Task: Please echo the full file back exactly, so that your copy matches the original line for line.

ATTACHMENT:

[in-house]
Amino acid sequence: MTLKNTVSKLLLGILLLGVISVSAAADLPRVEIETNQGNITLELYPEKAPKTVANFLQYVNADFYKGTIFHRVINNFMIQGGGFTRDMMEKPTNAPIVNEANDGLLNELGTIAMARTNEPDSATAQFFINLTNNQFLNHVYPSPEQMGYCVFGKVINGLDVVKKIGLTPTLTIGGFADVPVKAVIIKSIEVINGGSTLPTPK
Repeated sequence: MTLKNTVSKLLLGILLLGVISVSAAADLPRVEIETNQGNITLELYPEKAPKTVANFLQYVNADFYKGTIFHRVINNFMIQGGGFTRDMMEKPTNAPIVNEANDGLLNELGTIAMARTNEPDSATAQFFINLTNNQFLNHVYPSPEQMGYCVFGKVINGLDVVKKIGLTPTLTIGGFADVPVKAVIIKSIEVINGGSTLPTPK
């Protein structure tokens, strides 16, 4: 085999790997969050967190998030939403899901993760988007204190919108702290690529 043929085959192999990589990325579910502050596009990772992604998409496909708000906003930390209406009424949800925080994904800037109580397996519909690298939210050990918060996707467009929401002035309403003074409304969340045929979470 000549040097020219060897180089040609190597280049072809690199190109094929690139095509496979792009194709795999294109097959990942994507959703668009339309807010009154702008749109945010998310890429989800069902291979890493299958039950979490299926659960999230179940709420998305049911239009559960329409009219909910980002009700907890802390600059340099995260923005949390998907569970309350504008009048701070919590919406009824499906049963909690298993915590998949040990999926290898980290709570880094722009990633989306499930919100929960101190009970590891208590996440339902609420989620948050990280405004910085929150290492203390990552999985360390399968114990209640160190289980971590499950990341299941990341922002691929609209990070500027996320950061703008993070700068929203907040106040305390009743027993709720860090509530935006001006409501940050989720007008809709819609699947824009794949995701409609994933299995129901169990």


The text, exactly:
[in-house]
Amino acid sequence: MTLKNTVSKLLLGILLLGVISVSAAADLPRVEIETNQGNITLELYPEKAPKTVANFLQYVNADFYKGTIFHRVINNFMIQGGGFTRDMMEKPTNAPIVNEANDGLLNELGTIAMARTNEPDSATAQFFINLTNNQFLNHVYPSPEQMGYCVFGKVINGLDVVKKIGLTPTLTIGGFADVPVKAVIIKSIEVINGGSTLPTPK
Repeated sequence: MTLKNTVSKLLLGILLLGVISVSAAADLPRVEIETNQGNITLELYPEKAPKTVANFLQYVNADFYKGTIFHRVINNFMIQGGGFTRDMMEKPTNAPIVNEANDGLLNELGTIAMARTNEPDSATAQFFINLTNNQFLNHVYPSPEQMGYCVFGKVINGLDVVKKIGLTPTLTIGGFADVPVKAVIIKSIEVINGGSTLPTPK
């Protein structure tokens, strides 16, 4: 085999790997969050967190998030939403899901993760988007204190919108702290690529 043929085959192999990589990325579910502050596009990772992604998409496909708000906003930390209406009424949800925080994904800037109580397996519909690298939210050990918060996707467009929401002035309403003074409304969340045929979470 000549040097020219060897180089040609190597280049072809690199190109094929690139095509496979792009194709795999294109097959990942994507959703668009339309807010009154702008749109945010998310890429989800069902291979890493299958039950979490299926659960999230179940709420998305049911239009559960329409009219909910980002009700907890802390600059340099995260923005949390998907569970309350504008009048701070919590919406009824499906049963909690298993915590998949040990999926290898980290709570880094722009990633989306499930919100929960101190009970590891208590996440339902609420989620948050990280405004910085929150290492203390990552999985360390399968114990209640160190289980971590499950990341299941990341922002691929609209990070500027996320950061703008993070700068929203907040106040305390009743027993709720860090509530935006001006409501940050989720007008809709819609699947824009794949995701409609994933299995129901169990």